Choosing the right mask colors in Adobe After Effects is really important if you do lots of rotoscoping, or stroking paths, or anything involving a lot of mask work. A mask whose vertices and handles get lost among the complexity of an image causes mis-clicks which is a huge time waster. And masks that are all the same or of similar colors make it hard to select the right one, especially if you’re selecting it in the timeline where a mask is divorced from its shape.
But what colors are best? Here are some handy guidelines:
- The name of the game is contrast with the original image, as well as contrast from each other. Therefore, choose all fully saturated colors, which stand out more and look less “natural” which means they’ll tend not to show up in photos and video footage to compete with your mask. Also, the more you desaturate colors the more they tend to look like each other.
- Brighter is generally better. That’s because darker colors also tend to look like each other. In addition, masks which are keyframed are 25% darker when not on a keyframe, so you can tell, without even looking at your timeline, whether you’re on a keyframe or not. If you’re like me and you want to keep your keyframes to the minimum possible, this can be handy indeed. But it’s only really useful when using bright colors as its tougher to tell the difference the darker you get. And with a black mask, there would be zero difference in appearance between a keyframed and non-keyframed mask.
- Give a wide berth between colors, for two reasons. First, because of the relativity of colors, a mask set against your image in the composition window may look different when set against the gray of the timeline window. Second, the color may actually be different depending on if it’s keyframed or not (see above). Purple and fuchsia (hot pink) may look different enough side-by-side, but compare the un-keyframed fuchsia to purple and it gets a lot tougher to tell them apart.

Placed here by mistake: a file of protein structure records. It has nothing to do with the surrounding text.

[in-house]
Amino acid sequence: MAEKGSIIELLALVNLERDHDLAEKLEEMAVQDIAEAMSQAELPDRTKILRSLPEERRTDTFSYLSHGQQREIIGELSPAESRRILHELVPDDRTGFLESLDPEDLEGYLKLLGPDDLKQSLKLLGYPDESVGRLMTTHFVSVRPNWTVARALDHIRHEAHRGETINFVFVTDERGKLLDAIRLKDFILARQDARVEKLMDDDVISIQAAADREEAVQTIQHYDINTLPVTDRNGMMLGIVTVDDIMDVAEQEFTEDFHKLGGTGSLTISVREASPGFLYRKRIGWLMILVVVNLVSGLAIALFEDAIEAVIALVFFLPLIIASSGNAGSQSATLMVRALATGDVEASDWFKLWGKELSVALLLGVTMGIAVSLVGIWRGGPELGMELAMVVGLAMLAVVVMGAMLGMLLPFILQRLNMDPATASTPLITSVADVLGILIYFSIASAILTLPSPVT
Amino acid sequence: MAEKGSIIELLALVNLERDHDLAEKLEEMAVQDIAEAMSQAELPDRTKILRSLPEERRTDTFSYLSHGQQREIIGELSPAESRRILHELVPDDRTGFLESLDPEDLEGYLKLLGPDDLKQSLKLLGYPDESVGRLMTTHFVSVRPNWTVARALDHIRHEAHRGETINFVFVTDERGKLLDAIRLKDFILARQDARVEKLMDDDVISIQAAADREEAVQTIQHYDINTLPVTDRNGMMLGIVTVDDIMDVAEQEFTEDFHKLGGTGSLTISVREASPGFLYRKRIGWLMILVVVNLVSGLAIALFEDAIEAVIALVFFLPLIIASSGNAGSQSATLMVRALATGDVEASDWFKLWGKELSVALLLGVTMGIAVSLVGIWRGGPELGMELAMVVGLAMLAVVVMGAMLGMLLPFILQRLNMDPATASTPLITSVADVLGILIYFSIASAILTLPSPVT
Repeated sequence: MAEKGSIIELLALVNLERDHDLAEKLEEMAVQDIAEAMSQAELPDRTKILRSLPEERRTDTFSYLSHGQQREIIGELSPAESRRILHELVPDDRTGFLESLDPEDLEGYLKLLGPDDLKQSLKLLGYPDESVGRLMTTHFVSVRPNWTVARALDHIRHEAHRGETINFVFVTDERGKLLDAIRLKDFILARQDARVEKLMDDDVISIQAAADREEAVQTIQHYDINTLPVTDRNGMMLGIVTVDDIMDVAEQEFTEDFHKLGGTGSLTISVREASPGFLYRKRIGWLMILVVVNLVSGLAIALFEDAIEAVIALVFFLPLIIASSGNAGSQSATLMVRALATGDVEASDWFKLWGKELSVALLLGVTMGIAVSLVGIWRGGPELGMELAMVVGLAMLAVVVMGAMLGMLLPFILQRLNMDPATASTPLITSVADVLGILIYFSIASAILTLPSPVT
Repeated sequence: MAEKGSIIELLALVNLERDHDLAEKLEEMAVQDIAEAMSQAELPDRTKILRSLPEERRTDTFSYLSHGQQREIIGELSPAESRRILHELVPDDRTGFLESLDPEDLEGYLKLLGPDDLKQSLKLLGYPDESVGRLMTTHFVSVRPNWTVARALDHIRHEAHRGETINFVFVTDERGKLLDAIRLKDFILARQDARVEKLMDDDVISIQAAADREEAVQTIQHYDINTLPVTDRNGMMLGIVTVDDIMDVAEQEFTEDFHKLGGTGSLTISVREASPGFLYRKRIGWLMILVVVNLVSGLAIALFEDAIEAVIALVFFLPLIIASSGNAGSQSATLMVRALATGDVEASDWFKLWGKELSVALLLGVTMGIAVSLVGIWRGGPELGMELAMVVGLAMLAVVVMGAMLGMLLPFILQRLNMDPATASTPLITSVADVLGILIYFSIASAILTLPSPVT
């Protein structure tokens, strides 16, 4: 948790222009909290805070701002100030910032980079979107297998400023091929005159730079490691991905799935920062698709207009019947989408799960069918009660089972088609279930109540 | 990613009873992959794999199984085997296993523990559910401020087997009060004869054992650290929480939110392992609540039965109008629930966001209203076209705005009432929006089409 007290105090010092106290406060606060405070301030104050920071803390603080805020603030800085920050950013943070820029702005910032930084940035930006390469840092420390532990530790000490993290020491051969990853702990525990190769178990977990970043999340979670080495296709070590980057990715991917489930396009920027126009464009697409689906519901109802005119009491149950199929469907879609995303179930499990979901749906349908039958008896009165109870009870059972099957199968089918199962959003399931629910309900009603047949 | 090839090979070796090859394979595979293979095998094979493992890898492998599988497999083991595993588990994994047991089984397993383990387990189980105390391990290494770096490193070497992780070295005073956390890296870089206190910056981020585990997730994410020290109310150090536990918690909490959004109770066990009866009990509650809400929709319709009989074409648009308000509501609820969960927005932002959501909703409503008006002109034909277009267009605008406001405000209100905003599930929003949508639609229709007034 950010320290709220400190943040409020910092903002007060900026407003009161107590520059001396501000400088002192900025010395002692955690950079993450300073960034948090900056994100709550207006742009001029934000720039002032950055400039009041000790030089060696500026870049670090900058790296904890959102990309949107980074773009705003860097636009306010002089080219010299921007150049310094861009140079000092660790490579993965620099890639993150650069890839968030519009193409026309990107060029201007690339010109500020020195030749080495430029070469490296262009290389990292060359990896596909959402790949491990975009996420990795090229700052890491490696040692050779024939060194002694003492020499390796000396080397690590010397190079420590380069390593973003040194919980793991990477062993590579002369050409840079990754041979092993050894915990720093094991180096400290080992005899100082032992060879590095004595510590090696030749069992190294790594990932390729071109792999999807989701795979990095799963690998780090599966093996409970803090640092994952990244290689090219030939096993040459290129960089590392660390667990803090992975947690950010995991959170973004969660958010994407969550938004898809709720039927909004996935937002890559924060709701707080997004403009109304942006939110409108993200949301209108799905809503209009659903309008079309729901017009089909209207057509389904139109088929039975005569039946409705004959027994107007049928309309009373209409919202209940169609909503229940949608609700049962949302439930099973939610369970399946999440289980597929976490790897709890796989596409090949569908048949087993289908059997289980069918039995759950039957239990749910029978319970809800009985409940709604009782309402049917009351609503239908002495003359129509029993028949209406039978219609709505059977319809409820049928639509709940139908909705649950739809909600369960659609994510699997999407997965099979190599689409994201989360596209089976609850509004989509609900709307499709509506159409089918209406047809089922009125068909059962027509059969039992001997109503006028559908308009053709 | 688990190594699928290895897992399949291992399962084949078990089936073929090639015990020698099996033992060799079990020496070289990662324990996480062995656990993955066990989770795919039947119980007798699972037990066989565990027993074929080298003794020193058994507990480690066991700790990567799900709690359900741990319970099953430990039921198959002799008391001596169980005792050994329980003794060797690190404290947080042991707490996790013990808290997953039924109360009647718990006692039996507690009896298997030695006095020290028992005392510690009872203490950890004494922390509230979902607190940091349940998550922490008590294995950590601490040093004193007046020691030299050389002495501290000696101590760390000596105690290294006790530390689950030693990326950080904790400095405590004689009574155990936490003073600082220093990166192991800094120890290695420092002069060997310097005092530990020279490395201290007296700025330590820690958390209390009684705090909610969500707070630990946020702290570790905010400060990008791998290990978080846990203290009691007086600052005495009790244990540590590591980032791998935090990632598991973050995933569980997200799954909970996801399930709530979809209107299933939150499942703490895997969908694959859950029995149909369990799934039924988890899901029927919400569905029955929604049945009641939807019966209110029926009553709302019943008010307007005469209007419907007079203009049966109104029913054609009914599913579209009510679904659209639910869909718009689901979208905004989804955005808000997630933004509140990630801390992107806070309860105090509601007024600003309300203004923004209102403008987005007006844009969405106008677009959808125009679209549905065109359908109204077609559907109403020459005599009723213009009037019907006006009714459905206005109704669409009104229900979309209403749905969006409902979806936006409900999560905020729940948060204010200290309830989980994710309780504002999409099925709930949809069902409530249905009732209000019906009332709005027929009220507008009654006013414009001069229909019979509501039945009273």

In order of most to least preferred colors, here’s what I use:
That’s it. After tossing out the colors not appropriate for a particular shot/image (green for green screen, bright colors for bright images, etc.) I pretty much cycle through the remaining colors of the group above. By the way, if you don’t want to choose these colors manually in After Effects, use this page instead! Here’s how you do it:
- Have this page side-by-side with After Effects so you can see both at the same time.
- Click on the color chip of the mask whose color you want to change to bring up the Color Picker.
- Click on the eyedropper, then click and drag over to the color chip on my page, only releasing when over the color. Note: the drag is important, clicking on the eyedropper, then clicking on the color on my page only took me to the web browser with my web page, the color never got transferred to AE. The drag must start over a window in AE, then drag to the color you want. This was done on a Mac running Lion using AE’s color picker, you don’t have to do the drag with the Mac OS system color picker but I don’t know if it’s any different on other OSs.
Special Bonus: What Color Do I Like for the Background?
Well, it’s definitely not black generally (the default), because many images have black strokes which makes it tough to tell where the image ends and the background begins. So I use:
There’s no reason doing work in After Effects should be any tougher than it needs to be. Choosing the right mask colors for your shot or image will definitely help with that.